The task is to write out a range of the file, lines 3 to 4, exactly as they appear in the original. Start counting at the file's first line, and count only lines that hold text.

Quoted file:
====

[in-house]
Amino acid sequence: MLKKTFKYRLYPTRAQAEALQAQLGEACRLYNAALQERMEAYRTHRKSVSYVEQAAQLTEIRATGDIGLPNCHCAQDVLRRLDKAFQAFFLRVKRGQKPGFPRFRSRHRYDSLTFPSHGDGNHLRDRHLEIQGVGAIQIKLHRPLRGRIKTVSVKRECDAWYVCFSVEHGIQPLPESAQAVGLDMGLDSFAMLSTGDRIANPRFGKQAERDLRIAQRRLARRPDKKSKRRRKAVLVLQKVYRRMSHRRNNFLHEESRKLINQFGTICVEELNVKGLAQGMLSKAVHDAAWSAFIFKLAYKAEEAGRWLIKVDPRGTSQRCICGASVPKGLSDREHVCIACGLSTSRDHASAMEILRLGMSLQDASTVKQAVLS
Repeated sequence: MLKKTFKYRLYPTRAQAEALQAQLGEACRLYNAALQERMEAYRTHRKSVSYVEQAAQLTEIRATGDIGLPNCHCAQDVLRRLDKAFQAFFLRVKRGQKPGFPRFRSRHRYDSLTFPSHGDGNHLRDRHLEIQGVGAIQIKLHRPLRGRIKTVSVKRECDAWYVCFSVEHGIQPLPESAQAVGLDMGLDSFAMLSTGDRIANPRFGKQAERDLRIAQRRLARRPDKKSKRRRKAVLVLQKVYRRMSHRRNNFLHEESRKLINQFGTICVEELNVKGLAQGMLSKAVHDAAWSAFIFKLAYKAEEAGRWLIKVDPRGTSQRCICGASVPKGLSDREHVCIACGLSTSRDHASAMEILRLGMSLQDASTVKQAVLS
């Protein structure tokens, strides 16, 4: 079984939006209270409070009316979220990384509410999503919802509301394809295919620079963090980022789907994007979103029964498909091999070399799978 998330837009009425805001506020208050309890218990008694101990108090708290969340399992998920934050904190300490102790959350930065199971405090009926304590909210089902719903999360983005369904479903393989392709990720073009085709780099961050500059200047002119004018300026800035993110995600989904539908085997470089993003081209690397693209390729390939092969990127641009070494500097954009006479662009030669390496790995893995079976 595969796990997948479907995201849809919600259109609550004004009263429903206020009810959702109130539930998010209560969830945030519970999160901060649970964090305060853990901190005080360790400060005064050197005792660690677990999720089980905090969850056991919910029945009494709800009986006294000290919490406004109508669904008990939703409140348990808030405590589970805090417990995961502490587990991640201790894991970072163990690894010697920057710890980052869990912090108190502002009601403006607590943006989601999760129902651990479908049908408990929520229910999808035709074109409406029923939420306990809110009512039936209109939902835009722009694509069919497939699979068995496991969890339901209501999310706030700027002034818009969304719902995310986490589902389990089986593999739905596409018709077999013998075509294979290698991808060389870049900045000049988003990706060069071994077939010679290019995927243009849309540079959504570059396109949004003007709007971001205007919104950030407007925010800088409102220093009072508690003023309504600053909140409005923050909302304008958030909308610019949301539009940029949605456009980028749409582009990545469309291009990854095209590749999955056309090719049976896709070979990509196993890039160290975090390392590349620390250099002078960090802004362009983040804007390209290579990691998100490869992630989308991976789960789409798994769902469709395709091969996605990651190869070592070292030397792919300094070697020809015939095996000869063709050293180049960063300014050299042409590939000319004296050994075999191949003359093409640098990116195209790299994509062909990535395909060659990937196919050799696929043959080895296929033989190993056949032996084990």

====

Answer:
Repeated sequence: MLKKTFKYRLYPTRAQAEALQAQLGEACRLYNAALQERMEAYRTHRKSVSYVEQAAQLTEIRATGDIGLPNCHCAQDVLRRLDKAFQAFFLRVKRGQKPGFPRFRSRHRYDSLTFPSHGDGNHLRDRHLEIQGVGAIQIKLHRPLRGRIKTVSVKRECDAWYVCFSVEHGIQPLPESAQAVGLDMGLDSFAMLSTGDRIANPRFGKQAERDLRIAQRRLARRPDKKSKRRRKAVLVLQKVYRRMSHRRNNFLHEESRKLINQFGTICVEELNVKGLAQGMLSKAVHDAAWSAFIFKLAYKAEEAGRWLIKVDPRGTSQRCICGASVPKGLSDREHVCIACGLSTSRDHASAMEILRLGMSLQDASTVKQAVLS
């Protein structure tokens, strides 16, 4: 079984939006209270409070009316979220990384509410999503919802509301394809295919620079963090980022789907994007979103029964498909091999070399799978 998330837009009425805001506020208050309890218990008694101990108090708290969340399992998920934050904190300490102790959350930065199971405090009926304590909210089902719903999360983005369904479903393989392709990720073009085709780099961050500059200047002119004018300026800035993110995600989904539908085997470089993003081209690397693209390729390939092969990127641009070494500097954009006479662009030669390496790995893995079976 595969796990997948479907995201849809919600259109609550004004009263429903206020009810959702109130539930998010209560969830945030519970999160901060649970964090305060853990901190005080360790400060005064050197005792660690677990999720089980905090969850056991919910029945009494709800009986006294000290919490406004109508669904008990939703409140348990808030405590589970805090417990995961502490587990991640201790894991970072163990690894010697920057710890980052869990912090108190502002009601403006607590943006989601999760129902651990479908049908408990929520229910999808035709074109409406029923939420306990809110009512039936209109939902835009722009694509069919497939699979068995496991969890339901209501999310706030700027002034818009969304719902995310986490589902389990089986593999739905596409018709077999013998075509294979290698991808060389870049900045000049988003990706060069071994077939010679290019995927243009849309540079959504570059396109949004003007709007971001205007919104950030407007925010800088409102220093009072508690003023309504600053909140409005923050909302304008958030909308610019949301539009940029949605456009980028749409582009990545469309291009990854095209590749999955056309090719049976896709070979990509196993890039160290975090390392590349620390250099002078960090802004362009983040804007390209290579990691998100490869992630989308991976789960789409798994769902469709395709091969996605990651190869070592070292030397792919300094070697020809015939095996000869063709050293180049960063300014050299042409590939000319004296050994075999191949003359093409640098990116195209790299994509062909990535395909060659990937196919050799696929043959080895296929033989190993056949032996084990």